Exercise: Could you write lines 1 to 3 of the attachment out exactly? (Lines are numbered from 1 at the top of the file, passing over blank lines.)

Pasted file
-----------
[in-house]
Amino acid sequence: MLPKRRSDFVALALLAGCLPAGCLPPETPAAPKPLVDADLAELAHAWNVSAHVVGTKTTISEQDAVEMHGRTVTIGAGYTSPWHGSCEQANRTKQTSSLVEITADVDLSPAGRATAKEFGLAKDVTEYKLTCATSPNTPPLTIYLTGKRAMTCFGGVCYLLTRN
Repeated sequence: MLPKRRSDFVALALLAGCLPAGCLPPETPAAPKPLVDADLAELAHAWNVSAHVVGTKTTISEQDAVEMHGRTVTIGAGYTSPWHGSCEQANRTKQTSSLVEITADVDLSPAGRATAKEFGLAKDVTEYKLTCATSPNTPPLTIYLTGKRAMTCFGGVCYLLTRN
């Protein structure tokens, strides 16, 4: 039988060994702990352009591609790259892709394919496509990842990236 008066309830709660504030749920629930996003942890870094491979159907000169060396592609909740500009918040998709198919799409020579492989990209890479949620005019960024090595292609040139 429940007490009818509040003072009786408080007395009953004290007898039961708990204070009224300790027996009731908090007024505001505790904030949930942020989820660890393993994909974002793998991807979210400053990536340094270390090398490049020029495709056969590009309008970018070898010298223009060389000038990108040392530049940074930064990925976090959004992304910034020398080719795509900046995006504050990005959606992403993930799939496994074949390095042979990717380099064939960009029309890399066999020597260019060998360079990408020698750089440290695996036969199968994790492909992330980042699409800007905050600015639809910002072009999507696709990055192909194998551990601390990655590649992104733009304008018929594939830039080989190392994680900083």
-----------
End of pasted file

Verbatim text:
[in-house]
Amino acid sequence: MLPKRRSDFVALALLAGCLPAGCLPPETPAAPKPLVDADLAELAHAWNVSAHVVGTKTTISEQDAVEMHGRTVTIGAGYTSPWHGSCEQANRTKQTSSLVEITADVDLSPAGRATAKEFGLAKDVTEYKLTCATSPNTPPLTIYLTGKRAMTCFGGVCYLLTRN
Repeated sequence: MLPKRRSDFVALALLAGCLPAGCLPPETPAAPKPLVDADLAELAHAWNVSAHVVGTKTTISEQDAVEMHGRTVTIGAGYTSPWHGSCEQANRTKQTSSLVEITADVDLSPAGRATAKEFGLAKDVTEYKLTCATSPNTPPLTIYLTGKRAMTCFGGVCYLLTRN